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A Translation Of The Nightingale Out Of Strada

Now the declining sun 'gan downwards bend
From higher heavens, and from his locks did send
A milder flame, when near to Tiber's flow
A lutinist allay'd his careful woe
With sounding charms, and in a greeny seat
Of shady oake took shelter from the heat.
A Nightingale oreheard him, that did use
To sojourn in the neighbour groves, the muse
That fill'd the place, the Syren of the wood;
Poore harmless Syren, stealing neare she stood
Close lurking in the leaves attentively
Recording that unwonted melody:
Shee cons it to herselfe and every strayne
His finger playes her throat return'd again.
The lutinist perceives an answeare sent
From th' imitating bird and was content
To shewe her play; more fully then in hast
He tries his lute, and (giving her a tast
Of the ensuing quarrel) nimbly beats
On all his strings; as nimbly she repeats,
And (wildely ranging ore a thousand keys)
Sends a shrill warning of her after-layes.
With rolling hand the Lutinist then plies
His trembling threads; sometimes in scornful wise
He brushes down the strings and keemes them all
With one even stroke; then takes them severall
And culles them ore again. His sparkling joynts
(With busy descant mincing on the points)
Reach back with busy touch: that done hee stayes,
The bird replies, and art with art repayes,
Sometimes as one unexpert or in doubt
How she might wield her voice, shee draweth out
Her tone at large and doth at first prepare
A solemne strayne not weav'd with sounding ayre,
But with an equall pitch and constant throate
Makes clear the passage of her gliding noate;
Then crosse division diversly shee playes,
And loudly chanting out her quickest layes
Poises the sounds, and with a quivering voice
Falls back again: he (wondering how so choise,
So various harmony should issue out
From such a little throate) doth go about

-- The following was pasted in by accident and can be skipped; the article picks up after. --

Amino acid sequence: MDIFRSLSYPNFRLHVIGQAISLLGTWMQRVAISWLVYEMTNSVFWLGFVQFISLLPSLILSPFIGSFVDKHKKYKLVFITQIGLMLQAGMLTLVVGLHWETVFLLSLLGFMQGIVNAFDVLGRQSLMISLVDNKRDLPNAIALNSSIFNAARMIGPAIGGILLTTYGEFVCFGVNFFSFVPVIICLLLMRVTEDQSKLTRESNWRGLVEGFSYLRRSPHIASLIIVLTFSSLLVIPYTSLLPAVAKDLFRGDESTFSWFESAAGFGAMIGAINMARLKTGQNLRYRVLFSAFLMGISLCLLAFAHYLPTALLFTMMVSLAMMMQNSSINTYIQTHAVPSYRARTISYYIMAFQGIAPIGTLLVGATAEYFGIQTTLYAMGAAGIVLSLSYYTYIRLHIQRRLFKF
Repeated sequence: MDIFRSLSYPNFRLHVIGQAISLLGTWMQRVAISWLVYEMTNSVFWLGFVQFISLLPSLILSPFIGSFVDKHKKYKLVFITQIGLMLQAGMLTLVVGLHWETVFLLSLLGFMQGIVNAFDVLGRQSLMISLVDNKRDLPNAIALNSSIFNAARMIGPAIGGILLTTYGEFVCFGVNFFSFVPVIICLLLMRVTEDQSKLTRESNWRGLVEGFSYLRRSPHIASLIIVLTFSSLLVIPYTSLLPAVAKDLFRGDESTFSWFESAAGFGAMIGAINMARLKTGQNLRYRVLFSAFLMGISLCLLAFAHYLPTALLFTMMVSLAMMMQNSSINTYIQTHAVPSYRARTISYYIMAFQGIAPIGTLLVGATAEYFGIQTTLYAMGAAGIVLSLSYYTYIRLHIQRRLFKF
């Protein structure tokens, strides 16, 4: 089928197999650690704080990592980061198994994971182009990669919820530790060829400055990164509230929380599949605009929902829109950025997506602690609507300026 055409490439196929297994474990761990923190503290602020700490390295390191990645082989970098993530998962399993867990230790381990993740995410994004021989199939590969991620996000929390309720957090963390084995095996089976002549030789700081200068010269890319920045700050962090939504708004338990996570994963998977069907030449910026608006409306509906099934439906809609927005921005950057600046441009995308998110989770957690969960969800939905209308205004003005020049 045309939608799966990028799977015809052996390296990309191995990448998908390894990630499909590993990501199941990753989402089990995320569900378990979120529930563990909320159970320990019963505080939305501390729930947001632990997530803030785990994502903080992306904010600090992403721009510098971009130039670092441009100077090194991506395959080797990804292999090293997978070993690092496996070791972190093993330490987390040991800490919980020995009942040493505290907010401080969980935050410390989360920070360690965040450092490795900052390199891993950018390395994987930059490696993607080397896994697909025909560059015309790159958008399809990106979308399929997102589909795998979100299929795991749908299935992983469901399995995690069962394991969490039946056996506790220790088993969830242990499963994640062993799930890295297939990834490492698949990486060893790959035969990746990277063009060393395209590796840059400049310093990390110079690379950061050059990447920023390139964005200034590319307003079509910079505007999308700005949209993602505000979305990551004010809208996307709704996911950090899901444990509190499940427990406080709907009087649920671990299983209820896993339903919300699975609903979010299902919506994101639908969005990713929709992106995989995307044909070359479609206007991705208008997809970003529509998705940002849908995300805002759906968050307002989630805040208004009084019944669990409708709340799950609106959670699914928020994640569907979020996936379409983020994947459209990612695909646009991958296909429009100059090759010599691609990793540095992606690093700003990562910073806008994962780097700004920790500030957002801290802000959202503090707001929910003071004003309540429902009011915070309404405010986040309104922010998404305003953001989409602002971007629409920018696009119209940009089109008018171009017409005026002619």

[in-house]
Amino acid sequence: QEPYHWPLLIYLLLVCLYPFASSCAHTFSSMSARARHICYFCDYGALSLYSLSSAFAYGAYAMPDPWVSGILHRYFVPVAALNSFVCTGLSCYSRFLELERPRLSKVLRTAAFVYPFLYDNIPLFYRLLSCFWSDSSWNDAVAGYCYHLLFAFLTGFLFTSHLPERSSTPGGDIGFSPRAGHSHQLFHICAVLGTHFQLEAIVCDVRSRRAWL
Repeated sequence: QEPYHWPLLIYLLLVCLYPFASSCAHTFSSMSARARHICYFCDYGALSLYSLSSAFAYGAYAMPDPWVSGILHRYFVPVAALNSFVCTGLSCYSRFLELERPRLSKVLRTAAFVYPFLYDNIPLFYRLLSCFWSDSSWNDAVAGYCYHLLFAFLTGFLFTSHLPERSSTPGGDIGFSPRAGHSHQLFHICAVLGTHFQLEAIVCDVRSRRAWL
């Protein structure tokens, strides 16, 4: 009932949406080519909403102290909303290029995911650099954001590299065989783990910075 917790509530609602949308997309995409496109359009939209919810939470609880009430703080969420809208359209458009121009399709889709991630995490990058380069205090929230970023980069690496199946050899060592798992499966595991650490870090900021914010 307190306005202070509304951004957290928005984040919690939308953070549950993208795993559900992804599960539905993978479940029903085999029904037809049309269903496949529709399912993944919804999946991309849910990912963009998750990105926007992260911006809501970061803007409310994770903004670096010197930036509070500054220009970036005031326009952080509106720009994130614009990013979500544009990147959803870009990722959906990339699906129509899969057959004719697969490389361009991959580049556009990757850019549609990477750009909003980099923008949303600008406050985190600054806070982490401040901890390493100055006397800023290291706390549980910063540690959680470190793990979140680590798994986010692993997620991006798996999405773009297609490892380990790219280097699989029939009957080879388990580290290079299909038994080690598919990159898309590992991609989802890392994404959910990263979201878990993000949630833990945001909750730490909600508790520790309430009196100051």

Some harder lessons, and with wondrous art
Changing the strings, doth upp the treble dart,
And downwards smites the base; with painefull stroke
Hee beats, and as the trumpet doth provoke
Sluggards to fight, even so his wanton skill
With mingled discords joynes the hoarse and shrill:
The Bird this also tunes, and while she cutts
Sharp notes with melting voice, and mingled putts
Measures of middle sound, then suddenly
Shee thunders deepe, and juggs it inwardly,
With gentle murmurs, cleare and dull shee sings,
By course, as when the martial warning rings:
Beleev't the minstrel blusht; with angry mood
Inflam'd, quoth hee, thou chauntresse of the wood,
Either from thee Ile beare the prize away,
Or vanquisht break my lute without delay.
Inimitable accents then hee straynes;
His hand flyes ore the strings: in one hee chaynes
Four different numbers, chasing here and there,
And all the strings belabour'd everywhere:
Both flatt and sharpe hee strikes, and stately grows
To prouder straynes, and backwards as he goes
Doubly divides, and closing upp his layes
Like a full quire a shouting consort playes;
Then pausing stood in expectation
If his corrival now dares answeare on;
But shee when practice long her throate had whett,
Induring not to yield, at once doth sett
Her spiritt all of worke, and all in vayne;
For while shee labours to express againe
With nature's simple touch such diverse keyes,
With slender pipes such lofty noates as these,
Orematcht with high designes, orematcht with woe,
Just at the last encounter of her foe
Shee faintes, shee dies, falls on his instrument
That conquer'd her; a fitting monument.
 So far even little soules are driven on,
 Struck with a vertuous emulation.

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Submitted on May 13, 2011

3:04 min read
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William Strode

William Strode (c. 1602 – 1645) was an English poet, Doctor of Divinity and Public Orator of Oxford University, one of the Worthies of Devon of John Prince (d.1723). more…

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